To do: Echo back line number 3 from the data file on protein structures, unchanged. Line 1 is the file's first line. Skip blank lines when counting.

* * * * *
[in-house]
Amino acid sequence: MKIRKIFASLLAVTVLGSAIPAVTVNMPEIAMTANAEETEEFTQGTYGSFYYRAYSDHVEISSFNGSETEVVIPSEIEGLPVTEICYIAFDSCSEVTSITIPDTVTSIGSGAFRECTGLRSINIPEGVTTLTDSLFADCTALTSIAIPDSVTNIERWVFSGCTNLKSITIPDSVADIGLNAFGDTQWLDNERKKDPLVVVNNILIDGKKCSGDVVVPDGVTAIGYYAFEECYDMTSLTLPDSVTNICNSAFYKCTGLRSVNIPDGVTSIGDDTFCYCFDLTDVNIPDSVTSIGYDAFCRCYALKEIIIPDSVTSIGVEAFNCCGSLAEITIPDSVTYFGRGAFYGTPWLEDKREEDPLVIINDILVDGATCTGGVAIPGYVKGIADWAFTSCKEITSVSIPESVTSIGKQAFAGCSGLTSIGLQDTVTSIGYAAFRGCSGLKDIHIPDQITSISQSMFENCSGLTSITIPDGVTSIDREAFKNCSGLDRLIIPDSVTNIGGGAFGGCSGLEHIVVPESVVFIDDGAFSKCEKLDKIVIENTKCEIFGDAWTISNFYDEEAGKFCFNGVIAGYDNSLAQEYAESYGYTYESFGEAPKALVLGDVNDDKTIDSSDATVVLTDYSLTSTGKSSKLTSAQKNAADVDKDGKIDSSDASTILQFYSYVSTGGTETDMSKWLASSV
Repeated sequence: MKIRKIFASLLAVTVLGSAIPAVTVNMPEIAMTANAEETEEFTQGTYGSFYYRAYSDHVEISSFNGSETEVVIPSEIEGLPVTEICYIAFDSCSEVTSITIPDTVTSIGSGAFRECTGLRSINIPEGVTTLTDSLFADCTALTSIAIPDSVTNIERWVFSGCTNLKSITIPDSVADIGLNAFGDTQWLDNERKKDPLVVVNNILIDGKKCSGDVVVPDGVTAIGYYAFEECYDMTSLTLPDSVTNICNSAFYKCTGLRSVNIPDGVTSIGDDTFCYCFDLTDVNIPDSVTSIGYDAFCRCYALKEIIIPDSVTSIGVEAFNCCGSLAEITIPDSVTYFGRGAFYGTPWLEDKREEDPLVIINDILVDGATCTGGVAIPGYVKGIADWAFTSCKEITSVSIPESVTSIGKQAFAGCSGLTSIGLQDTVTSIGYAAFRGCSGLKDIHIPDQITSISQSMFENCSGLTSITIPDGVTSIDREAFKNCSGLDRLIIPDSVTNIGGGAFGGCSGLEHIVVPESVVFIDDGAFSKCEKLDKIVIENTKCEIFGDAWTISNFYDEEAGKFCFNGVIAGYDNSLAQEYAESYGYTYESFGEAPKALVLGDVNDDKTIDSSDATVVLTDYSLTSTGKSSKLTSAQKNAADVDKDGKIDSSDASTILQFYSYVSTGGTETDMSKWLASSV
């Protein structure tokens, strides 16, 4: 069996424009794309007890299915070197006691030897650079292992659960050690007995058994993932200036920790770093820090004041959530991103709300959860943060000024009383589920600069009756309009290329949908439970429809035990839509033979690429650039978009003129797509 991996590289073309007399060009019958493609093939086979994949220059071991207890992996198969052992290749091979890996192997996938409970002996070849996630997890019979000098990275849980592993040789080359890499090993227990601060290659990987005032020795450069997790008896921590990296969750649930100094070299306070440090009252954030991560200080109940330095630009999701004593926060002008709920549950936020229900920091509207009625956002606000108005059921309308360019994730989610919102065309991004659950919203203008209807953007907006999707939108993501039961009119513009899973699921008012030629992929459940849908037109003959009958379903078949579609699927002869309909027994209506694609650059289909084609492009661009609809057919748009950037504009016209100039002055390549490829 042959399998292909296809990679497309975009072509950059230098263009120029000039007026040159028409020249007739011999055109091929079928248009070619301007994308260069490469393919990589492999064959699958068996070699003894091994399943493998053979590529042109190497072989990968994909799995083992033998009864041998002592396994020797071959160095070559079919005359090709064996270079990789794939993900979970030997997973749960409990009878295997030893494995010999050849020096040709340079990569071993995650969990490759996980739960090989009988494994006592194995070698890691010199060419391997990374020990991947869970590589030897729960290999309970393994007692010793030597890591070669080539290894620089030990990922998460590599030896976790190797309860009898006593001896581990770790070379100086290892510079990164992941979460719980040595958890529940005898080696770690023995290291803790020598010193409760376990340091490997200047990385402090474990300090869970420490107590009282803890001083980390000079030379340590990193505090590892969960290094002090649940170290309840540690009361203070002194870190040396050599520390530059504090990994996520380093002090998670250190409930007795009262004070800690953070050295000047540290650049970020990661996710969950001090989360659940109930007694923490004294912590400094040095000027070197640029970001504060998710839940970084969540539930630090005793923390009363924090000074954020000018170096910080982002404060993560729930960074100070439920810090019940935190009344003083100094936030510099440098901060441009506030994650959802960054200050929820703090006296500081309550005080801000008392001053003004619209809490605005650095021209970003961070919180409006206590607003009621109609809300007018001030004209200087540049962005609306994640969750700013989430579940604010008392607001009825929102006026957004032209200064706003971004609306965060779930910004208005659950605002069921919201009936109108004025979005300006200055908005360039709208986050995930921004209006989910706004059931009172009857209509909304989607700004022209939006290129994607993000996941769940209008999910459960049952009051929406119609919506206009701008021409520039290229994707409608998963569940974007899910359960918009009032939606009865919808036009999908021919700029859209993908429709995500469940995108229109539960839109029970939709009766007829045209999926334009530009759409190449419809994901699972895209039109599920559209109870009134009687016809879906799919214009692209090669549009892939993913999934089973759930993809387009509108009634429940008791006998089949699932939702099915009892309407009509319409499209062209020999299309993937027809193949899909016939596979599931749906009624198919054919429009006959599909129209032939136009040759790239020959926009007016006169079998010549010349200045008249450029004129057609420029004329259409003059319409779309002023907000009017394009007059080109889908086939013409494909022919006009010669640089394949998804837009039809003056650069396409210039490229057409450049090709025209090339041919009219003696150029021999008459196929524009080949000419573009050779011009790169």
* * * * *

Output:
Repeated sequence: MKIRKIFASLLAVTVLGSAIPAVTVNMPEIAMTANAEETEEFTQGTYGSFYYRAYSDHVEISSFNGSETEVVIPSEIEGLPVTEICYIAFDSCSEVTSITIPDTVTSIGSGAFRECTGLRSINIPEGVTTLTDSLFADCTALTSIAIPDSVTNIERWVFSGCTNLKSITIPDSVADIGLNAFGDTQWLDNERKKDPLVVVNNILIDGKKCSGDVVVPDGVTAIGYYAFEECYDMTSLTLPDSVTNICNSAFYKCTGLRSVNIPDGVTSIGDDTFCYCFDLTDVNIPDSVTSIGYDAFCRCYALKEIIIPDSVTSIGVEAFNCCGSLAEITIPDSVTYFGRGAFYGTPWLEDKREEDPLVIINDILVDGATCTGGVAIPGYVKGIADWAFTSCKEITSVSIPESVTSIGKQAFAGCSGLTSIGLQDTVTSIGYAAFRGCSGLKDIHIPDQITSISQSMFENCSGLTSITIPDGVTSIDREAFKNCSGLDRLIIPDSVTNIGGGAFGGCSGLEHIVVPESVVFIDDGAFSKCEKLDKIVIENTKCEIFGDAWTISNFYDEEAGKFCFNGVIAGYDNSLAQEYAESYGYTYESFGEAPKALVLGDVNDDKTIDSSDATVVLTDYSLTSTGKSSKLTSAQKNAADVDKDGKIDSSDASTILQFYSYVSTGGTETDMSKWLASSV